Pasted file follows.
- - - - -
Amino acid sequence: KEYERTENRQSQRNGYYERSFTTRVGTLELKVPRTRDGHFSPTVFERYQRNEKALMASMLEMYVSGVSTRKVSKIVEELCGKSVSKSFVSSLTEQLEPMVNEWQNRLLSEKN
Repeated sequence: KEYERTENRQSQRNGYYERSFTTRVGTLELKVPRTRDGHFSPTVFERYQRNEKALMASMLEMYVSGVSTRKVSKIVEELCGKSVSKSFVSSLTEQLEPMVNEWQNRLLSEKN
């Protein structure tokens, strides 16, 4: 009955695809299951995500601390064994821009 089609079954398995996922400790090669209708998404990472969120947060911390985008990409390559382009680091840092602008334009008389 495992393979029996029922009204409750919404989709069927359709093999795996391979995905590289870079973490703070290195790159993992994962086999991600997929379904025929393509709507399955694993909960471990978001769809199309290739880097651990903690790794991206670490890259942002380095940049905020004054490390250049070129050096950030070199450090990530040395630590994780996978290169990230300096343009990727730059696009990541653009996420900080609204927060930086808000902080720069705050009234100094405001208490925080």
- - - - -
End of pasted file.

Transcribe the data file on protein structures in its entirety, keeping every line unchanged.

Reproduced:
Amino acid sequence: KEYERTENRQSQRNGYYERSFTTRVGTLELKVPRTRDGHFSPTVFERYQRNEKALMASMLEMYVSGVSTRKVSKIVEELCGKSVSKSFVSSLTEQLEPMVNEWQNRLLSEKN
Repeated sequence: KEYERTENRQSQRNGYYERSFTTRVGTLELKVPRTRDGHFSPTVFERYQRNEKALMASMLEMYVSGVSTRKVSKIVEELCGKSVSKSFVSSLTEQLEPMVNEWQNRLLSEKN
């Protein structure tokens, strides 16, 4: 009955695809299951995500601390064994821009 089609079954398995996922400790090669209708998404990472969120947060911390985008990409390559382009680091840092602008334009008389 495992393979029996029922009204409750919404989709069927359709093999795996391979995905590289870079973490703070290195790159993992994962086999991600997929379904025929393509709507399955694993909960471990978001769809199309290739880097651990903690790794991206670490890259942002380095940049905020004054490390250049070129050096950030070199450090990530040395630590994780996978290169990230300096343009990727730059696009990541653009996420900080609204927060930086808000902080720069705050009234100094405001208490925080």